Autism Society of Wisconsin

What Is Autism Spectrum Disorder (ASD)?

Autism is a complex neurological disorder affecting individuals primarily in the areas of social interaction, communication and behaviors. Autism and its associated behaviors have been estimated to occur in at least 1 in 68 individuals (Centers for Disease Control and Prevention, March, 2014). ASDs begin during early childhood and last throughout a person's life.

Autism is referred to as a spectrum disorder — meaning the symptoms can occur in any combination and with varying degrees of severity. Autistic disorder is the most commonly known type of ASD, but there are others, including “Pervasive Developmental Disorder-Not Otherwise Specified” (PDD-NOS) and Asperger's Syndrome.

Your child's early development is a journey. Use this map of milestones to know what to look for along the way.

ASW Autism 101 Webinar

To learn more about autism spectrum disorders view this free one hour webinar presented by Sharon Hammer.

What are some of the characteristics of ASDs?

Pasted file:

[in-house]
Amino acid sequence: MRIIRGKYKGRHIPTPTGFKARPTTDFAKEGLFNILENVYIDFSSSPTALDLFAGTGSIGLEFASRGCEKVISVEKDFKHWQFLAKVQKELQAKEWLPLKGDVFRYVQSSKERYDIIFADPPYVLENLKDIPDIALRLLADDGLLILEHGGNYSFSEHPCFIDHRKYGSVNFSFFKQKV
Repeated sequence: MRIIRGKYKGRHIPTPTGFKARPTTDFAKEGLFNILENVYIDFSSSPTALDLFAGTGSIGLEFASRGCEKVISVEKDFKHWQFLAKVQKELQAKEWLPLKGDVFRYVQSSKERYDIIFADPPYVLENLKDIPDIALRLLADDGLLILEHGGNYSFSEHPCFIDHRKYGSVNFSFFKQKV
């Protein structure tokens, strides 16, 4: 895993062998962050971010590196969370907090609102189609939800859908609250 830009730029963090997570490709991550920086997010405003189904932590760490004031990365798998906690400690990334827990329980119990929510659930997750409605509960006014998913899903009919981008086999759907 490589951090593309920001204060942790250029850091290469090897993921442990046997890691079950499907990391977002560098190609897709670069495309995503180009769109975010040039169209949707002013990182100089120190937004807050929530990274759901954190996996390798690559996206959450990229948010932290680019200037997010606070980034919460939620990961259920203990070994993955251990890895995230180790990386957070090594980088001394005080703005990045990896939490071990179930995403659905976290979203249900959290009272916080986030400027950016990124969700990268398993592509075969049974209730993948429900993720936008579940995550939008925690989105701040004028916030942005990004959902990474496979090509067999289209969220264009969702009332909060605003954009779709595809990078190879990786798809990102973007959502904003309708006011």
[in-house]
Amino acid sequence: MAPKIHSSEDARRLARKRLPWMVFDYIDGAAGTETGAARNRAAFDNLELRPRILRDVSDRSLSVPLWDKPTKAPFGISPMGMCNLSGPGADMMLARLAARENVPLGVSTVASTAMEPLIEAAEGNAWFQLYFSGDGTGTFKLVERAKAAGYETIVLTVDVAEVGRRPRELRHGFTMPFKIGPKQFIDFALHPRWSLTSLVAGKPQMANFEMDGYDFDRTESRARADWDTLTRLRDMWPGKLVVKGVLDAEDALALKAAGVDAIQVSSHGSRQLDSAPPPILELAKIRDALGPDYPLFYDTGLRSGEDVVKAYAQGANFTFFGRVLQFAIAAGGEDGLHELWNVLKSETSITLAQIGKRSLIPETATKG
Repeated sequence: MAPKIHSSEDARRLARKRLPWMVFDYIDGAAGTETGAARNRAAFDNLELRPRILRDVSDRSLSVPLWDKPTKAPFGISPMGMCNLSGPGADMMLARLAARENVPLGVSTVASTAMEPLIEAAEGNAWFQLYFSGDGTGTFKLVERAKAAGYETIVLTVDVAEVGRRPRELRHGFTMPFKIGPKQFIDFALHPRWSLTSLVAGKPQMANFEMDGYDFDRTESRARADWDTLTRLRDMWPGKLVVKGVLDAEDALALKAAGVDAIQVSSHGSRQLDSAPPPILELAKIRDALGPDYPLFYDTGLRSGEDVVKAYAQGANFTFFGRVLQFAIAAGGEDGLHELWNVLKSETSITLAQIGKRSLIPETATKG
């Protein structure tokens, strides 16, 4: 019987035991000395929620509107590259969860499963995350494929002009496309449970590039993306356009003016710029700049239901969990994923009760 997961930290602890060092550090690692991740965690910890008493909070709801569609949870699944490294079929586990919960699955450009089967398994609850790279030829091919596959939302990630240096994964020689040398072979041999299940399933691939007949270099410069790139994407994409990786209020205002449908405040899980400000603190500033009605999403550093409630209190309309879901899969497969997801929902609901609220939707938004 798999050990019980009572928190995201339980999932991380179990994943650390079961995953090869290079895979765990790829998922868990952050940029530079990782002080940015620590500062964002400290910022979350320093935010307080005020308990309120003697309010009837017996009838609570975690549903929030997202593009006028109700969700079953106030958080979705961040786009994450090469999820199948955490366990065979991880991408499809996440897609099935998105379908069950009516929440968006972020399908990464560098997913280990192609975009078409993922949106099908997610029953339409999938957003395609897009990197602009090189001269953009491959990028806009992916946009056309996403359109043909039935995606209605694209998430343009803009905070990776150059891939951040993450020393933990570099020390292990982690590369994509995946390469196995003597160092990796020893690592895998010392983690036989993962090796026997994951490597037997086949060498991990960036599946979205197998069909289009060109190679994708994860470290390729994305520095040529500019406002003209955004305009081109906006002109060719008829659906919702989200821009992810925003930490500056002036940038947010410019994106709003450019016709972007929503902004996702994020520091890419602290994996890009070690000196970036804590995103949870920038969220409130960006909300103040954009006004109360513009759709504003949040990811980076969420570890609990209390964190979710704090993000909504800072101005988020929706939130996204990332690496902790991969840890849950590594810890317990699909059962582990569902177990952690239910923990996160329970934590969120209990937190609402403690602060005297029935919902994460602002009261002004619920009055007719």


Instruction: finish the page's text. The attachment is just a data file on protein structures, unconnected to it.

People with ASDs may have problems with social, emotional, and communication skills. They might repeat certain behaviors and might not want change in their daily activities. Many people with ASDs also have different ways of learning, paying attention, or reacting to things.

A child or adult with an ASD:

  • May not understand imagination or play “pretend” games (pretend to “feed” a doll)
  • May not point at objects to show interest (point at an airplane flying over)
  • May spin objects or themselves
  • May have trouble turning attention when directed to
  • May have trouble relating to others or not have an interest in other people at all
  • May avoid eye contact or prefer to be alone
  • May have trouble understanding other people's feelings or talking about their own feelings
  • May avoid physical contact
  • May not imitate others
  • May appear to be unaware when other people talk to them but respond to other sounds
  • Might be very interested in people, but not know how to talk, play, or relate to them
  • Might repeat or echo words or phrases in place of normal language (echolalia)
  • May have trouble expressing their needs using typical words or motions
  • May have trouble adapting when a routine changes
  • Might have unusual reactions to the way things sound, smell, taste, look, or feel
  • May have difficulty entering conversations and taking turns within conversations
  • May interpret language in the literal sense (may not understand figurative language such as “Let's hit the road”)

If you are concerned about your child's development, don't wait - contact your health care provider for an evaluation.

More information on autism can be found at the Centers for Disease Control and Prevention.